Chairman and co-founder Bill Gates isn't the only one on his way out at Microsoft. Business division president and long-time Microsoft employee Jeff Raikes is retiring in September, being replaced by Stephen Elop, the now former chief operating officer of Juniper Networks.
Raikes' last hurrah as business division president will be next month's launch of Windows Server 2008, SQL Server 2008, and Visual Studio 2008. He's one of Microsoft's longest serving employees, having joined the company in 1981 as a product manager.
"I've had an incredible journey here at Microsoft," Raikes said in a statement. "Given the success of our business and the depth of leadership we have in place, the time is right to leave the business in the capable hands of our new generation of leaders."
Raikes looked like a potential successor for Microsoft CEO Steve Ballmer, should he retire, having helped grow the Office brand in Microsoft's early days and, more recently, turned Microsoft's business division into a cash cow. Raikes has overseen a doubling of Microsoft business division's annual revenue, including 21 consecutive quarters of double-digit growth in the company's Server and Tools Business.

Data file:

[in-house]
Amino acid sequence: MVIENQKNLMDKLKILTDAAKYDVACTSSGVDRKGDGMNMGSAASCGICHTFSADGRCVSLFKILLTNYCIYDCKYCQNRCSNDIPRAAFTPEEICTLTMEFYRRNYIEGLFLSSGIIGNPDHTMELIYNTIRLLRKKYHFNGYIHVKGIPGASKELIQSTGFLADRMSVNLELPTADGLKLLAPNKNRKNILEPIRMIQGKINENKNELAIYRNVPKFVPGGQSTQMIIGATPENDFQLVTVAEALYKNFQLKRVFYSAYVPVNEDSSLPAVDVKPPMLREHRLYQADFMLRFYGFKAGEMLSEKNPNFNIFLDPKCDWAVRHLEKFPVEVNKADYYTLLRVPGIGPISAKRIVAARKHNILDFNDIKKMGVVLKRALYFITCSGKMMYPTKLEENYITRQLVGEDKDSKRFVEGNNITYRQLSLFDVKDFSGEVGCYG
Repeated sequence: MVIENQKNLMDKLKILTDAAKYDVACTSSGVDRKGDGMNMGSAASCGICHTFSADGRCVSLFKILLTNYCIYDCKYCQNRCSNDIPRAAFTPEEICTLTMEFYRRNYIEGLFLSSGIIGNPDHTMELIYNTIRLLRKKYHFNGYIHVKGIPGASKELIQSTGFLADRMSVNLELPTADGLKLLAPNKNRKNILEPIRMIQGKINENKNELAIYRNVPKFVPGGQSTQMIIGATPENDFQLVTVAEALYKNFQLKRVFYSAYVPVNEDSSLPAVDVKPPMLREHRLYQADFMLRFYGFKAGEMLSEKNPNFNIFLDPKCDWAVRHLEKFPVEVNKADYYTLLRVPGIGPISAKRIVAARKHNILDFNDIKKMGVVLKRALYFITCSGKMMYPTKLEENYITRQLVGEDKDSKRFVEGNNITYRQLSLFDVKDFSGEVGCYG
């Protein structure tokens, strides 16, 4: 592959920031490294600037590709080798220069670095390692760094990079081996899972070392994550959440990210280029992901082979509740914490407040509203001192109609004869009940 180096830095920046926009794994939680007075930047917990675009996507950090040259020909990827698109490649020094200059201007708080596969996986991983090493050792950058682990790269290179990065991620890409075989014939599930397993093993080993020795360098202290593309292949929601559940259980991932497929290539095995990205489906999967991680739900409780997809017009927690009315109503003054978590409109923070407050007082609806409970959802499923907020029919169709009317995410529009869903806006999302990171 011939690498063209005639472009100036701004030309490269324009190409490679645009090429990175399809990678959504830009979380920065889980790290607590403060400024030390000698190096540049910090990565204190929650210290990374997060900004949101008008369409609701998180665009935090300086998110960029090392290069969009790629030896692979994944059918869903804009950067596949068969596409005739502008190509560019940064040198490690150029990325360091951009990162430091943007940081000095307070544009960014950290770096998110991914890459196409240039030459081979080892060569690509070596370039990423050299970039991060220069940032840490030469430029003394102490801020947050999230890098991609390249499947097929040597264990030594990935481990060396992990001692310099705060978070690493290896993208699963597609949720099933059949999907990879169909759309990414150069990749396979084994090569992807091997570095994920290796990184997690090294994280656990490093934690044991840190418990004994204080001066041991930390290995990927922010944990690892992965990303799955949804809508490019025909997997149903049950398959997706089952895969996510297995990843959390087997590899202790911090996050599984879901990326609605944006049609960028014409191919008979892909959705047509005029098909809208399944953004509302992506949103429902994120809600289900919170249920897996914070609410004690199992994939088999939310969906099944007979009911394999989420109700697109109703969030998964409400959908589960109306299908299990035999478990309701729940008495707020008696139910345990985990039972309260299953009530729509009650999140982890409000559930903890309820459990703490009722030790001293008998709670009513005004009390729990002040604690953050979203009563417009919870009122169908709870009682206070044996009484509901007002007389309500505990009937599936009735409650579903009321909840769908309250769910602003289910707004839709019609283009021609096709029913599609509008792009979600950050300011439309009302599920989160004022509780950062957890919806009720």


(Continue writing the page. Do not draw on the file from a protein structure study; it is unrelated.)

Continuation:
Replacing Raikes, Elop brings formidable technology experience to Microsoft. In addition to serving as Juniper's chief operating officer, Elop was president of Adobe's worldwide field operations after a stint as Macromedia's CEO.
Elop's background serves as a bit of a template for the direction Microsoft is moving. His experience with Macromedia and Adobe make him a good candidate to lead an Internet services push in product areas like Microsoft Office, while his recent job with Juniper places Elop to help Microsoft take on Cisco in the emerging field of unified communications.
At least during the transition phase from Raikes to Elop, Microsoft senior VP Bob Muglia, who heads up the company's server and tools business -- that includes products like Windows Server and Visual Studio -- will report directly to Ballmer.
Raikes is one of a few executives to announce their departure from the company this week. Charles Fitzgerald, Microsoft's general manager for platform strategy, also is leaving the company, a Microsoft spokesman said Thursday. And on Wednesday, Microsoft said merger and acquisitions chief Bruce Jaffe would be leaving the company next month.